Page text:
Physically light is emitted from the light sources, hitting surfaces of objects and gets reflected, transmitted, absorbed there. The portion of light that finally arrives at the camera (or the eye if you want) defines what is seen. However, implementing a ray tracer that way would be an enormous waste of computation, so ray tracing goes the other way around: It starts at the camera; if a hit with a surface is detected, then look how that point is illuminated. One part of the illumination is directly incoming light. To determine the belonging amount of light, check whether the hit point is directly visible by any light source. That can be done by firing a ray from the point to each light source, and checking whether or not the ray intersects any surface on its way.

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Original post by serious_learner07
3. Can I implement Ray tracing using OpenGL/Direction.If so, how can i implement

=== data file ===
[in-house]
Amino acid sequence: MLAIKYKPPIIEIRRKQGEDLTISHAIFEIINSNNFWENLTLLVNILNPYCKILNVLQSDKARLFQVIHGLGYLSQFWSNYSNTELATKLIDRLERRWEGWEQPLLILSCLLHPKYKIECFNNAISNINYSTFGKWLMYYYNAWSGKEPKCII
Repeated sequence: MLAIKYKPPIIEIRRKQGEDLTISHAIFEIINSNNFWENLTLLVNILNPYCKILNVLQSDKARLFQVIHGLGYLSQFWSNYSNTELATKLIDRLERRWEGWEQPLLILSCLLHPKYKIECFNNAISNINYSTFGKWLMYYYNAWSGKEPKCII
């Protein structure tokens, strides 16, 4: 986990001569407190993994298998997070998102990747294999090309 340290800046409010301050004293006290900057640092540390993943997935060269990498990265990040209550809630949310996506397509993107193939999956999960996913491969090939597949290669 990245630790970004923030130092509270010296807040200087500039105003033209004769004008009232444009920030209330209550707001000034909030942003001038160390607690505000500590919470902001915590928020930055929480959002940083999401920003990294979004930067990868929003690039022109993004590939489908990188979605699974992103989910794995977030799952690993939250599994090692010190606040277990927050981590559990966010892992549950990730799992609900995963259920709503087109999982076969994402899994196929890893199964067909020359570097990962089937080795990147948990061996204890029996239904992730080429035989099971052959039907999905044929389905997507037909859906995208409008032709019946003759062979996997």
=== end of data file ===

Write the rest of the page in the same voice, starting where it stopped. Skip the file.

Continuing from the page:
OpenGL and D3D by itself are scanline rasterizers. They don't work like a ray tracer. "Misusing" the GPU as a kind of co-processor is possible but not directly related to OpenGL/D3D.

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Original post by serious_learner07
4. Finally Is Ray tracing a recursive algorithm?

Not necessarily, but usually. You can ray-trace a scene and determine its corresponding pixel in the output image by just the result of its first hit. The very first ray tracers were made that way. But then you can take only ambient illumination into account. Okay, ways exist to fake some direct illumination; also indirect illumination can be faked, but that veils IMHO the fact that those illumination was already computed earlier. Also transparency (at least including refraction) is done with recursive rays. You can determine from my "no ... yes ... but ..." that there are several exceptions. But ray tracers with branching rays are recursive by nature, and hence well suited for a recursive implementation.

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Thanks for the post. I am really grateful to you people. To further sharpen my knowledge, I have the following questions.

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Original post by Stereo